"Although this investigation [by DOT] has not determined the exact cause of the incident, preliminary findings indicate that internal corrosion likely played a major role in the accident. These findings also indicate that internal corrosion had probably occurred over a long period, where liquids had accumulated in a low point on the pipeline," said R. M. Seeley, director of the Southwest Region of the OPS, in a June 20 "notice of probable violation" to John W. Somerhalder, president of the El Paso Energy Pipeline Group. The NTSB's preliminary investigation of the nearly 50-year-old ruptured line last August also suggested that "significant internal corrosion" may have been a "contributing factor."

The OPS investigation of El Paso, which was conducted between Aug. 19 and mid-December 2000, turned up several "probable violations" of the federal pipeline safety regulations, Seeley said. "In general, these probable violations show weaknesses in El Paso's internal corrosion training, a failure among El Paso's operating elements to follow procedures and to communicate important operating information with one another, and for El Paso to consider how operating information and experience from one pipeline segment could be relevant to other sections of the pipeline system. OPS is concerned that this failure to communicate and integrate vital information played a critical role in the Aug. 19 incident."

Specifically, the probable safety violations included: 1) failure to ensure qualified personnel had performed the required internal corrosion-control procedures; 2) transporting corrosive gas on several occasions without taking the proper preventive and mitigative steps; 3) failure to carry out continuing surveillance of its transportation system, which would have allowed it to control collection of liquid at low points, thus mitigating conditions which led to the explosion; 4) not possessing an accurate elevation map for the lines involved in the rupture, which would have revealed the low points where liquid could accumulate and corrosion could occur: and 5) neglecting to take steps to minimize the possibility of a pipeline failure recurrence following a similar incident in 1996.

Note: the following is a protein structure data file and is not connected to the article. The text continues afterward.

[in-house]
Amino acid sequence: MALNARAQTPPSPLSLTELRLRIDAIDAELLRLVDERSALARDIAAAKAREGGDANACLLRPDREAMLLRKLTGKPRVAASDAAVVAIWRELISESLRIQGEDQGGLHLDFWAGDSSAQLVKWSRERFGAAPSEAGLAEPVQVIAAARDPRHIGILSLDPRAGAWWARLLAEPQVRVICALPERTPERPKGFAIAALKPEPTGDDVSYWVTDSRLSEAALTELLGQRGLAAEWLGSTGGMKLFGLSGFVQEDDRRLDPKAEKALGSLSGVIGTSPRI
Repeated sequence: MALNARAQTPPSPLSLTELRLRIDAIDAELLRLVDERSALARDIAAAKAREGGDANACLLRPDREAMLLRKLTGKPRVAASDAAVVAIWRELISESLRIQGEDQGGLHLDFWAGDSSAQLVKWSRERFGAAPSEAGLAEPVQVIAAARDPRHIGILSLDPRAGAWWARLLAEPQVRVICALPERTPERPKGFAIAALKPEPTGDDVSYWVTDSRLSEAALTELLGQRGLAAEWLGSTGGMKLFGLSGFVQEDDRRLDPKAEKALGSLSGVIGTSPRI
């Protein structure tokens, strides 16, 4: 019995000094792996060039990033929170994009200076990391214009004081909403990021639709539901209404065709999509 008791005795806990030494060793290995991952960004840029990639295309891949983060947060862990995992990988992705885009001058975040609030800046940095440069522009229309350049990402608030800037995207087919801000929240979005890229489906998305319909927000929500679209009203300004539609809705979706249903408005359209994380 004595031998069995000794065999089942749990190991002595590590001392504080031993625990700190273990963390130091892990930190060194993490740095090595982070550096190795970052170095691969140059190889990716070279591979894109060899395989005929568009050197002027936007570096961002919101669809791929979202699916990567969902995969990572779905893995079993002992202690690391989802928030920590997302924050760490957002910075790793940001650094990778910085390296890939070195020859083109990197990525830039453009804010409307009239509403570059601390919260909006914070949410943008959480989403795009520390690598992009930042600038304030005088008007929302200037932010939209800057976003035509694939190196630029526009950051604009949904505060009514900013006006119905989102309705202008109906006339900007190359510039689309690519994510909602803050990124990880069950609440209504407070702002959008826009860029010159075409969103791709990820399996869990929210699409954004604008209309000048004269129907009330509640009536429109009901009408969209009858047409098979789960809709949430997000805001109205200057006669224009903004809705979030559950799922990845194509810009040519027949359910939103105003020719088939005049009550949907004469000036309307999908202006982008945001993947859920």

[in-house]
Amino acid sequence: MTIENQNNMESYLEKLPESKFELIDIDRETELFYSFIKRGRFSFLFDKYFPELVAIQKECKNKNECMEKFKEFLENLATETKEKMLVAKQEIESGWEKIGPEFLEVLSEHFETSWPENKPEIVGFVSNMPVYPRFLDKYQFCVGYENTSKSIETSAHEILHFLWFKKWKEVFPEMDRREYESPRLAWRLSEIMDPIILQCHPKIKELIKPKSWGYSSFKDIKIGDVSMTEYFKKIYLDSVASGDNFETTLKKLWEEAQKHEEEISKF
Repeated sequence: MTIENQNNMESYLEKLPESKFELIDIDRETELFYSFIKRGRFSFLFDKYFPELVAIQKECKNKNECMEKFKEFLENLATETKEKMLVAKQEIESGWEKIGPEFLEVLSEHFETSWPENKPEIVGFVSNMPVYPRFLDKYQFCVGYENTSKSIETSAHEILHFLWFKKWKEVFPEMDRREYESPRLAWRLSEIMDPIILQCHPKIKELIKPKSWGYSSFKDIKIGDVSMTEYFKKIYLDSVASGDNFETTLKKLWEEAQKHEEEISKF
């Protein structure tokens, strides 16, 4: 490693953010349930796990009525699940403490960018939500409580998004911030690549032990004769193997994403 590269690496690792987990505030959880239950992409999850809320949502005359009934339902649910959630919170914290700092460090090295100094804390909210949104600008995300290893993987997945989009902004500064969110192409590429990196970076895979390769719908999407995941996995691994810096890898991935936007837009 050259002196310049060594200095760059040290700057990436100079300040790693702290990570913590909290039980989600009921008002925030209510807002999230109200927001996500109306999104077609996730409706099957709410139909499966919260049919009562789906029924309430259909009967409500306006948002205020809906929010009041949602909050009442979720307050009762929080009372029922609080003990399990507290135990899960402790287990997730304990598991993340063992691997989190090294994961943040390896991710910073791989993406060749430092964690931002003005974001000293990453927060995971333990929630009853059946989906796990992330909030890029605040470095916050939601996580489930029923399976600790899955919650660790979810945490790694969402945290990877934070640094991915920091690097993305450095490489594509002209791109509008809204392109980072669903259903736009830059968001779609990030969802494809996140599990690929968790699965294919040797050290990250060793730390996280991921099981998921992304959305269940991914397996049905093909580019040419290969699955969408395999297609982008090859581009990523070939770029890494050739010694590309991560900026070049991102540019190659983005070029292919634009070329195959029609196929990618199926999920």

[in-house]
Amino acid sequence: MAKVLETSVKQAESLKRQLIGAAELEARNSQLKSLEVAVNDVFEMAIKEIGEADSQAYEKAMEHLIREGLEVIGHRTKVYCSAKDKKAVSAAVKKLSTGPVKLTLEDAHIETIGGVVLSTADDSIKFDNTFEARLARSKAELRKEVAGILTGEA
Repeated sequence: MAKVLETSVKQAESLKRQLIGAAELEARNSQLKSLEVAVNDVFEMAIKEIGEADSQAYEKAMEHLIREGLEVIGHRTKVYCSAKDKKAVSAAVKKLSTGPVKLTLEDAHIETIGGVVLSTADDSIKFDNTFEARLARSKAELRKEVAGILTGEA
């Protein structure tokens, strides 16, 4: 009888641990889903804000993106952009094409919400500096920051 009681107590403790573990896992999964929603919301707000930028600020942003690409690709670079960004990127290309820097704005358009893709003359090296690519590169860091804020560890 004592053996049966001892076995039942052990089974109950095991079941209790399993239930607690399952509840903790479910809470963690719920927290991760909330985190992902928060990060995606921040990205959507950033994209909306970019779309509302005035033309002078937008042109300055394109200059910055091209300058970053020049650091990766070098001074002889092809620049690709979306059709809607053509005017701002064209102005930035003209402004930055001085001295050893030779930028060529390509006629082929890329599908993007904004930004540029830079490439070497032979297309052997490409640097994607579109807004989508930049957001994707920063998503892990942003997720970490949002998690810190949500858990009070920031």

Significantly, the 1996 rupture involved El Paso's Line 1300 near Roswell, NM, and the problems cited were eerily similar to those that have been suspected in last August's blast on Line 1103, "internal corrosion due to the presence of water at a low point in a pipeline," noted Seeley. In an Oct. 14, 1996 memo, a member of an El Paso team investigating the Roswell failure recommended that "other possible areas of pipeline deflection should be located and examined by radiographic or ultrasonic techniques to ensure that a similar condition does not exist."